A record number of Black women are running for Congress this year. At least 122…
Celebrating the Record Number of Black Women in Congress
52 years after Shirley Chisolm was the first Black woman ever elected to Congress, we now have the highest number of Black Congresswomen in history. The same year that Kamala Harris, a Black and South Asian woman, was elected as the first woman Vice President, a record number of Black women were elected to the 117th Congress: there are now 25 Black women serving as US Representatives, with two Black women serving as non-voting delegates.
Higher Heights, a group that supports Black women running for office, in collaboration with the Center for American Women and Politics, reported, “As of January 3, 2021, Black women are 4.9% of all members of Congress, 9.7% of all Democrats in Congress, 18.1% of all women in Congress, and 43.3% of Black members of Congress.” Among the incoming class of Black Congresswomen is Cori Bush, the first Black woman and first woman of color in Congress from Missouri and Marilyn Strickland, the first Black woman from Washington state elected to Congress. Although Republican women made huge strides in 2020 and made up the majority of newcomers in Congress, all of the Black women in Congress are Democrats.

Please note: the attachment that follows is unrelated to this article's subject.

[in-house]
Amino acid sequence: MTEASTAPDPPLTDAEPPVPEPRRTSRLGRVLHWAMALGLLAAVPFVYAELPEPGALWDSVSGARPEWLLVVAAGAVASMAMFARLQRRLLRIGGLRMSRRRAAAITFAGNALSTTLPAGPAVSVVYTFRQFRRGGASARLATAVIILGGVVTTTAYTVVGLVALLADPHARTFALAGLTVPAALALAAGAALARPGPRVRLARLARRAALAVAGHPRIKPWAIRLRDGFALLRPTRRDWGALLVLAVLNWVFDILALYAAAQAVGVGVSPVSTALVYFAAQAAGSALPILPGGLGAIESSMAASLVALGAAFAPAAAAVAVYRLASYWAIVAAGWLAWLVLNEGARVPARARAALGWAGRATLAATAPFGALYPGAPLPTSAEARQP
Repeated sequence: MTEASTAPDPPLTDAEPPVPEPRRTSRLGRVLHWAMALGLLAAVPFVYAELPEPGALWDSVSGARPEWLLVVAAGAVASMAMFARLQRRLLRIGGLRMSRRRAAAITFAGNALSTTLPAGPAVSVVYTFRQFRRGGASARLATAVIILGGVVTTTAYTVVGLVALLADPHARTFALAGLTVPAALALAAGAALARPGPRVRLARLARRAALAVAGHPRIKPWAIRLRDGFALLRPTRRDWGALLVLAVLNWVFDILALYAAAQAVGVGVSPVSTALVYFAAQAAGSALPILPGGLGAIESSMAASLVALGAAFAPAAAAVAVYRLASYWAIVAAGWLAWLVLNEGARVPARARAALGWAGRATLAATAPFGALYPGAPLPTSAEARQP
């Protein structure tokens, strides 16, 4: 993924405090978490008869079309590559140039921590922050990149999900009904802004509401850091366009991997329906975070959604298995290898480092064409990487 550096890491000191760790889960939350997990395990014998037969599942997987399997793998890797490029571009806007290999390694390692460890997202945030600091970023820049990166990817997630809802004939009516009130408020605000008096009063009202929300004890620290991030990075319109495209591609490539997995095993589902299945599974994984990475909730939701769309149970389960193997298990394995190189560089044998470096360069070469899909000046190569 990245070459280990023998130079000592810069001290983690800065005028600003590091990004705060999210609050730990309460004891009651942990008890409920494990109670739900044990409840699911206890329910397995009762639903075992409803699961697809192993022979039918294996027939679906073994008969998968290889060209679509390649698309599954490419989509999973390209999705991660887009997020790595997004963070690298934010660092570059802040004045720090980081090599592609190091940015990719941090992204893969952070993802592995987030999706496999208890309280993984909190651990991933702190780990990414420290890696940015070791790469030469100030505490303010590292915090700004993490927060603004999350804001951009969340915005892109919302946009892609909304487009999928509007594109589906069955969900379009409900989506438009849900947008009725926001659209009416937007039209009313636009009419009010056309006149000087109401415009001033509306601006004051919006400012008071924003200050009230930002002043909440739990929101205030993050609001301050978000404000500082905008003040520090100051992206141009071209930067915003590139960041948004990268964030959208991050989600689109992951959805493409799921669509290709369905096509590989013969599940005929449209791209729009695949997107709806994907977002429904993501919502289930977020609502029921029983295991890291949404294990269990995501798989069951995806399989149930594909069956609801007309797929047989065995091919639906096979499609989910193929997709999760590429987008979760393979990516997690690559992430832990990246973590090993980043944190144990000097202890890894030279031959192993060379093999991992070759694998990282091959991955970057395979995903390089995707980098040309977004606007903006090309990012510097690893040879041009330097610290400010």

The 2020 election was significant for Black women in Congress and Executive Office, yet with Vice President Harris’s ascension there is no longer any Black female representation in the US Senate. This is a glaring absence at a time when Black women have demonstrated their impactful contributions in political organizing and civic leadership. Earlier this year, former minority leader of the Georgia House of Representatives and Fair Fight founder Stacey Abrams was nominated for a Nobel Peace Prize in recognition of her work to fight voter suppression. Abrams’s nomination demonstrates that people, not only in this country but around the world, are beginning to recognize Black women’s political power.
When Kamala Harris addressed the nation in her Vice-Presidential victory speech, she took the time to honor Black women, calling them “the backbone of our democracy.” For the five past presidential elections, Black women have shown up at higher rates than any other group (90% of Black women voted for President Joe Biden, making them the strongest and most loyal voting bloc) yet have remained an unseen, or rather unacknowledged, political force. However, with national experts crediting Black women’s historic turnout and mobilization efforts with securing Biden’s victory as well as the Democrats in Georgia, the election of Vice President Harris and her public recognition of Black women’s activism, and Abrams’ Nobel Peace Prize nomination, there are signs that the tide is beginning to turn.
While we celebrate the trailblazing Black women who are making history in their roles, we acknowledge that there is still a long way to go when it comes to Black women’s representation in elected office. At the Barbara Lee Family Foundation, we know that representation matters and you can’t be what you can see. That’s why it is so important to recognize Black women in the political space, not just as reliable voters and organizers but also as the powerful leaders they are.